$ openssl smime \
	-verify \
	-in mySignedMessage.txt \
	-signer friend.cert.pem \
	-CAfile myRoot.crt \
	-out message.verified.txt

Decrypting a Message

The message is checked against two certificates: newcert.pem, the certificate from the sender, and newcert.pem, the CA's certificate. The code below will send the decrypted message to standard output.

openssl smime \
	-decrypt \
	-in myMessage.ecrypted.txt \
	-recip newcert.pem \
	-inkey newreq.pem

Getting Signed and Encrypted Email from the Console

The easiest way to get signed and/or encrypted messages is to use the old standby mail and save the message directly to the hard drive. Why? Because mail will save all of the headers, which is necessary for decrypting the message. If you use something like mutt or pine, the message will end up as garbage.

Related Reading

Linux Security Cookbook
By Daniel J. Barrett, Richard E. Silverman, Robert G. Byrnes

Getting Encrypted Attachments from the Console

On the other hand, unless you're a mail wizard, saving an encrypted attachment to the hard drive is best done with utilities such as pine or mutt. You can then use OpenSSL in a manner similar to the above.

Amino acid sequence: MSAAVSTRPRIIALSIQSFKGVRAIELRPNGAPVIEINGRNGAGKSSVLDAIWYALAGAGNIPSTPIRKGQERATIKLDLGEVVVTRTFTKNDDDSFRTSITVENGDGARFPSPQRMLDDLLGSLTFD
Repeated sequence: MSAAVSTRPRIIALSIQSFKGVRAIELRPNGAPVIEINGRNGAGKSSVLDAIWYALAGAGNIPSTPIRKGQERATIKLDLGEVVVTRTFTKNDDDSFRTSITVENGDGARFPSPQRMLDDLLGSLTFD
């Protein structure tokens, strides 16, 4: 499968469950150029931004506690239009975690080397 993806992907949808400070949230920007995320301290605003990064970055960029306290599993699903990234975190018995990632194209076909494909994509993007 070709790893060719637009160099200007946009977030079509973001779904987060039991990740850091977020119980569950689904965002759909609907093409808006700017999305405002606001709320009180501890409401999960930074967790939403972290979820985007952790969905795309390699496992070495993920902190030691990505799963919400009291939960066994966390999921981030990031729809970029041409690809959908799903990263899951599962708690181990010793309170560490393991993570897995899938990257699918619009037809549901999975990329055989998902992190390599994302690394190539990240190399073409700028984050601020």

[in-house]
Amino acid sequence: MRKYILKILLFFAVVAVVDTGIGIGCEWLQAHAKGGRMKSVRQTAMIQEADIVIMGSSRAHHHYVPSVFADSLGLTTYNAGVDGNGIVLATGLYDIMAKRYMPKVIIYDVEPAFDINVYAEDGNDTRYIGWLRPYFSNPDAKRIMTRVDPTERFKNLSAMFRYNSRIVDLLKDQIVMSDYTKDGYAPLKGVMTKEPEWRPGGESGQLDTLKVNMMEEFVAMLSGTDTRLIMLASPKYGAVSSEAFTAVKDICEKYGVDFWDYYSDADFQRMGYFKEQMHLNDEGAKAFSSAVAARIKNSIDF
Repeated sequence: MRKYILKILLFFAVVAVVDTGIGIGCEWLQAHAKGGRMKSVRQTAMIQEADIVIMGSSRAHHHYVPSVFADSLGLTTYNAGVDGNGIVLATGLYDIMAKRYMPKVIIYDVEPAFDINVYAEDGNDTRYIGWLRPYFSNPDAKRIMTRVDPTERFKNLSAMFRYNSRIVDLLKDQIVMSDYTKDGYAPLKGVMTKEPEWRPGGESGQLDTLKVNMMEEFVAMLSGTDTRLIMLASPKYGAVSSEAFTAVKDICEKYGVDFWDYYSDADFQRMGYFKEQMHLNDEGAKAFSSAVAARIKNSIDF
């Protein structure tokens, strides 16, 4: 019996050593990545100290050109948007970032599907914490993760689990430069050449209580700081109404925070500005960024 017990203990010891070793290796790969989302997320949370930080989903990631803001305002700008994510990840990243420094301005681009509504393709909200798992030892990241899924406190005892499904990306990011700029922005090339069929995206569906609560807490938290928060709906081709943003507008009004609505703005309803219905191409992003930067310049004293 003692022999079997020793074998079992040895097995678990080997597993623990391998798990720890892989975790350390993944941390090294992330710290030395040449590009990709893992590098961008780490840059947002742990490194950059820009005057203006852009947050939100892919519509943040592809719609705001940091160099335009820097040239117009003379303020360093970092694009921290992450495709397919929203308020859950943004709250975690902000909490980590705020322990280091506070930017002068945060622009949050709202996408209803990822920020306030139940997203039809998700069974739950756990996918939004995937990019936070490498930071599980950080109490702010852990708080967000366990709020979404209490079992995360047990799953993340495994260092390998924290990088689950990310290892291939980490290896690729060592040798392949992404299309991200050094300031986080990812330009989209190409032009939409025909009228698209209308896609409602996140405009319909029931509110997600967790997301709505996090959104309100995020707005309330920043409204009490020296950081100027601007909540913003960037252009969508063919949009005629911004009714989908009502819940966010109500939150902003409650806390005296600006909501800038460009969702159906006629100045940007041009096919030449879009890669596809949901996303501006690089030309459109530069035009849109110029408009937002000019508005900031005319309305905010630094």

Other Methods of Getting and Sending Encrypted Email from the Console, Using PKI

There are several ongoing projects for console-based email clients that incorporate the OpenSSL libraries directly. mutt is one of them. Mozilla is a GUI option — what can I say, it's just a click away!

Conclusion

The pros of OpenSSL are many:

There are cons, however:

Tips

If you want to save yourself a bit of grief in Mozilla as you experiment, use the profile manager to create two separate accounts. Generate one root and two client certificates. Be advised that you will have problems if you attach a certificate with an email address that is different from your email configuration.

Pretty Good Privacy (PGP) is a pretty good solution. Among other clients, there is support for pine, mutt, kmail, and Eudora, and there is a plug-in that will allow it to work with Mozilla, too.

References

Robert Bernier is the PostgreSQL business intelligence analyst for SRA America, a subsidiary of Software Research America (SRA).